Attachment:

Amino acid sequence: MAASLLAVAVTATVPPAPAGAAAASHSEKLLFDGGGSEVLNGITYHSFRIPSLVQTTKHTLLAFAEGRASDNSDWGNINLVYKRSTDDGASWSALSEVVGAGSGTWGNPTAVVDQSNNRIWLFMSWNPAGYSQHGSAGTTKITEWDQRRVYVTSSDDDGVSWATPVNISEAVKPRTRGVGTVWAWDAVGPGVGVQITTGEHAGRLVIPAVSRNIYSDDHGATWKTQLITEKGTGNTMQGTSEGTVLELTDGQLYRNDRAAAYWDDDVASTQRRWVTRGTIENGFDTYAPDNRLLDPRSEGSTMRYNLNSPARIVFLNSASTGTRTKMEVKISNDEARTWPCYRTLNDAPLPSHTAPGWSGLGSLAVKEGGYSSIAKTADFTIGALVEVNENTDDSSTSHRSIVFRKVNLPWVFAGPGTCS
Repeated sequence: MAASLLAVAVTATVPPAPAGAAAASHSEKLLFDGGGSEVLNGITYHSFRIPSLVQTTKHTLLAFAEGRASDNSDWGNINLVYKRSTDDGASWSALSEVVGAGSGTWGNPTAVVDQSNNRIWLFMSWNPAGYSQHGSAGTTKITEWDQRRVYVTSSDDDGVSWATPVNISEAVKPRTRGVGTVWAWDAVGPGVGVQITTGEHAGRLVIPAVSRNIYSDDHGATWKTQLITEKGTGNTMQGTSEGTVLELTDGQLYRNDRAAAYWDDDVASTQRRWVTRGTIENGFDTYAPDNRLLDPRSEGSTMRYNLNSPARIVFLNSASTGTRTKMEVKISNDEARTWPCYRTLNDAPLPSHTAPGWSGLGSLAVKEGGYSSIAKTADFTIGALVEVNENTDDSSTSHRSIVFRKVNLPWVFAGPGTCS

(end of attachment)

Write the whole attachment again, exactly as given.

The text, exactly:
Amino acid sequence: MAASLLAVAVTATVPPAPAGAAAASHSEKLLFDGGGSEVLNGITYHSFRIPSLVQTTKHTLLAFAEGRASDNSDWGNINLVYKRSTDDGASWSALSEVVGAGSGTWGNPTAVVDQSNNRIWLFMSWNPAGYSQHGSAGTTKITEWDQRRVYVTSSDDDGVSWATPVNISEAVKPRTRGVGTVWAWDAVGPGVGVQITTGEHAGRLVIPAVSRNIYSDDHGATWKTQLITEKGTGNTMQGTSEGTVLELTDGQLYRNDRAAAYWDDDVASTQRRWVTRGTIENGFDTYAPDNRLLDPRSEGSTMRYNLNSPARIVFLNSASTGTRTKMEVKISNDEARTWPCYRTLNDAPLPSHTAPGWSGLGSLAVKEGGYSSIAKTADFTIGALVEVNENTDDSSTSHRSIVFRKVNLPWVFAGPGTCS
Repeated sequence: MAASLLAVAVTATVPPAPAGAAAASHSEKLLFDGGGSEVLNGITYHSFRIPSLVQTTKHTLLAFAEGRASDNSDWGNINLVYKRSTDDGASWSALSEVVGAGSGTWGNPTAVVDQSNNRIWLFMSWNPAGYSQHGSAGTTKITEWDQRRVYVTSSDDDGVSWATPVNISEAVKPRTRGVGTVWAWDAVGPGVGVQITTGEHAGRLVIPAVSRNIYSDDHGATWKTQLITEKGTGNTMQGTSEGTVLELTDGQLYRNDRAAAYWDDDVASTQRRWVTRGTIENGFDTYAPDNRLLDPRSEGSTMRYNLNSPARIVFLNSASTGTRTKMEVKISNDEARTWPCYRTLNDAPLPSHTAPGWSGLGSLAVKEGGYSSIAKTADFTIGALVEVNENTDDSSTSHRSIVFRKVNLPWVFAGPGTCS